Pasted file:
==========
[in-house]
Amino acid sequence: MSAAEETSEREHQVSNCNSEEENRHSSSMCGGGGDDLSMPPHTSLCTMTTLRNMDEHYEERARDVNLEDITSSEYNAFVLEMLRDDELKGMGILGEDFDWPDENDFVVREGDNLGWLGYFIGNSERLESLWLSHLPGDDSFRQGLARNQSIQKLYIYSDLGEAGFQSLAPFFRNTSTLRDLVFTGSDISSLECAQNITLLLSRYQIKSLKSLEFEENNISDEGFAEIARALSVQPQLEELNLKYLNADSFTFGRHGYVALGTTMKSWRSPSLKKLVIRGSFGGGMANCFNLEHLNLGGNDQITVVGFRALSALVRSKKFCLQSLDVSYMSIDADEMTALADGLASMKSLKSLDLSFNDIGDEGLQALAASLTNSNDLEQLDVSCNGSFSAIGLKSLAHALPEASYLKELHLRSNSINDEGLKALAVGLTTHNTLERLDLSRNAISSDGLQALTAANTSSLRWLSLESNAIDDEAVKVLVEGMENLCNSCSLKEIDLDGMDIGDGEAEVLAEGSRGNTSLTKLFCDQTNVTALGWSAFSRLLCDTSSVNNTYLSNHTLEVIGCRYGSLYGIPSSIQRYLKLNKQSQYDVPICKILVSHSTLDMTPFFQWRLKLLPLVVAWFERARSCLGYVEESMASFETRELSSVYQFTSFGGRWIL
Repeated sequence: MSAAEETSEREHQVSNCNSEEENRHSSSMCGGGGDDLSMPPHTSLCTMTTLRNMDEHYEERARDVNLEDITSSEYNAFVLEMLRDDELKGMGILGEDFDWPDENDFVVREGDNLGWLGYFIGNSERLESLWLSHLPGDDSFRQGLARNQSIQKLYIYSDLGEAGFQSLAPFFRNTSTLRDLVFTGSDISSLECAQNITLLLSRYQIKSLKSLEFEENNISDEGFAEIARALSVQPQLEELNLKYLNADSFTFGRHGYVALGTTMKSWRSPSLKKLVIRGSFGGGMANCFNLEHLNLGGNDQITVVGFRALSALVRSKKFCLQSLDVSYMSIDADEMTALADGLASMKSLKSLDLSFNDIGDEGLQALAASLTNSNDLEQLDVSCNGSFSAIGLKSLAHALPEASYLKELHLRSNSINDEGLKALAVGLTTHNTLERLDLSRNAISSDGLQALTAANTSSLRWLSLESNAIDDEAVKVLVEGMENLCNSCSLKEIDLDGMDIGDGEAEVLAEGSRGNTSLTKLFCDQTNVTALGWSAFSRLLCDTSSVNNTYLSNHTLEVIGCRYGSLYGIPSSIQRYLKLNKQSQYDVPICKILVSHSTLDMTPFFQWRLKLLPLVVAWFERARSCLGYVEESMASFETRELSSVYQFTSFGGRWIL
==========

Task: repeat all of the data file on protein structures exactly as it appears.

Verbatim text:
[in-house]
Amino acid sequence: MSAAEETSEREHQVSNCNSEEENRHSSSMCGGGGDDLSMPPHTSLCTMTTLRNMDEHYEERARDVNLEDITSSEYNAFVLEMLRDDELKGMGILGEDFDWPDENDFVVREGDNLGWLGYFIGNSERLESLWLSHLPGDDSFRQGLARNQSIQKLYIYSDLGEAGFQSLAPFFRNTSTLRDLVFTGSDISSLECAQNITLLLSRYQIKSLKSLEFEENNISDEGFAEIARALSVQPQLEELNLKYLNADSFTFGRHGYVALGTTMKSWRSPSLKKLVIRGSFGGGMANCFNLEHLNLGGNDQITVVGFRALSALVRSKKFCLQSLDVSYMSIDADEMTALADGLASMKSLKSLDLSFNDIGDEGLQALAASLTNSNDLEQLDVSCNGSFSAIGLKSLAHALPEASYLKELHLRSNSINDEGLKALAVGLTTHNTLERLDLSRNAISSDGLQALTAANTSSLRWLSLESNAIDDEAVKVLVEGMENLCNSCSLKEIDLDGMDIGDGEAEVLAEGSRGNTSLTKLFCDQTNVTALGWSAFSRLLCDTSSVNNTYLSNHTLEVIGCRYGSLYGIPSSIQRYLKLNKQSQYDVPICKILVSHSTLDMTPFFQWRLKLLPLVVAWFERARSCLGYVEESMASFETRELSSVYQFTSFGGRWIL
Repeated sequence: MSAAEETSEREHQVSNCNSEEENRHSSSMCGGGGDDLSMPPHTSLCTMTTLRNMDEHYEERARDVNLEDITSSEYNAFVLEMLRDDELKGMGILGEDFDWPDENDFVVREGDNLGWLGYFIGNSERLESLWLSHLPGDDSFRQGLARNQSIQKLYIYSDLGEAGFQSLAPFFRNTSTLRDLVFTGSDISSLECAQNITLLLSRYQIKSLKSLEFEENNISDEGFAEIARALSVQPQLEELNLKYLNADSFTFGRHGYVALGTTMKSWRSPSLKKLVIRGSFGGGMANCFNLEHLNLGGNDQITVVGFRALSALVRSKKFCLQSLDVSYMSIDADEMTALADGLASMKSLKSLDLSFNDIGDEGLQALAASLTNSNDLEQLDVSCNGSFSAIGLKSLAHALPEASYLKELHLRSNSINDEGLKALAVGLTTHNTLERLDLSRNAISSDGLQALTAANTSSLRWLSLESNAIDDEAVKVLVEGMENLCNSCSLKEIDLDGMDIGDGEAEVLAEGSRGNTSLTKLFCDQTNVTALGWSAFSRLLCDTSSVNNTYLSNHTLEVIGCRYGSLYGIPSSIQRYLKLNKQSQYDVPICKILVSHSTLDMTPFFQWRLKLLPLVVAWFERARSCLGYVEESMASFETRELSSVYQFTSFGGRWIL